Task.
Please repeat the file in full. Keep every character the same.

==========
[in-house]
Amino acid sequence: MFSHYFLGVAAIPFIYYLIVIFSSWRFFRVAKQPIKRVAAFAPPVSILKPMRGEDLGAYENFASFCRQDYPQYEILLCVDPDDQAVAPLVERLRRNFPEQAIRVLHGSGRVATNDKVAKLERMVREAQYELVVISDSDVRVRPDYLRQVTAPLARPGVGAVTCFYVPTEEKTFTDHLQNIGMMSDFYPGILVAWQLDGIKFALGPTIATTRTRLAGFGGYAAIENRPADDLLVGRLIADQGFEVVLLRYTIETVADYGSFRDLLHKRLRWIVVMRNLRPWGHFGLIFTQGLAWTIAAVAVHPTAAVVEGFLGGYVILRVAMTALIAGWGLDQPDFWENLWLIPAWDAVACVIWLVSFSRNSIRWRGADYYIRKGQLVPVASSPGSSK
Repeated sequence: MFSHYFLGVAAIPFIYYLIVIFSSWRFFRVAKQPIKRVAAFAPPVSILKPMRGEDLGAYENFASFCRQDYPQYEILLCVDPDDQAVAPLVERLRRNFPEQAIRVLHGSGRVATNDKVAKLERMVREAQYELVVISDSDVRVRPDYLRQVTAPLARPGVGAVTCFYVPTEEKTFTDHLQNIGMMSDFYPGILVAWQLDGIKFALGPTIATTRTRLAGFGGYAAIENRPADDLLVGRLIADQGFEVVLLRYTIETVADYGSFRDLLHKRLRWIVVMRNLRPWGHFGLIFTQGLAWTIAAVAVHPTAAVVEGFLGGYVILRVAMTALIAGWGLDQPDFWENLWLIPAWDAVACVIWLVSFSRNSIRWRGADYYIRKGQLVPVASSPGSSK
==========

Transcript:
[in-house]
Amino acid sequence: MFSHYFLGVAAIPFIYYLIVIFSSWRFFRVAKQPIKRVAAFAPPVSILKPMRGEDLGAYENFASFCRQDYPQYEILLCVDPDDQAVAPLVERLRRNFPEQAIRVLHGSGRVATNDKVAKLERMVREAQYELVVISDSDVRVRPDYLRQVTAPLARPGVGAVTCFYVPTEEKTFTDHLQNIGMMSDFYPGILVAWQLDGIKFALGPTIATTRTRLAGFGGYAAIENRPADDLLVGRLIADQGFEVVLLRYTIETVADYGSFRDLLHKRLRWIVVMRNLRPWGHFGLIFTQGLAWTIAAVAVHPTAAVVEGFLGGYVILRVAMTALIAGWGLDQPDFWENLWLIPAWDAVACVIWLVSFSRNSIRWRGADYYIRKGQLVPVASSPGSSK
Repeated sequence: MFSHYFLGVAAIPFIYYLIVIFSSWRFFRVAKQPIKRVAAFAPPVSILKPMRGEDLGAYENFASFCRQDYPQYEILLCVDPDDQAVAPLVERLRRNFPEQAIRVLHGSGRVATNDKVAKLERMVREAQYELVVISDSDVRVRPDYLRQVTAPLARPGVGAVTCFYVPTEEKTFTDHLQNIGMMSDFYPGILVAWQLDGIKFALGPTIATTRTRLAGFGGYAAIENRPADDLLVGRLIADQGFEVVLLRYTIETVADYGSFRDLLHKRLRWIVVMRNLRPWGHFGLIFTQGLAWTIAAVAVHPTAAVVEGFLGGYVILRVAMTALIAGWGLDQPDFWENLWLIPAWDAVACVIWLVSFSRNSIRWRGADYYIRKGQLVPVASSPGSSK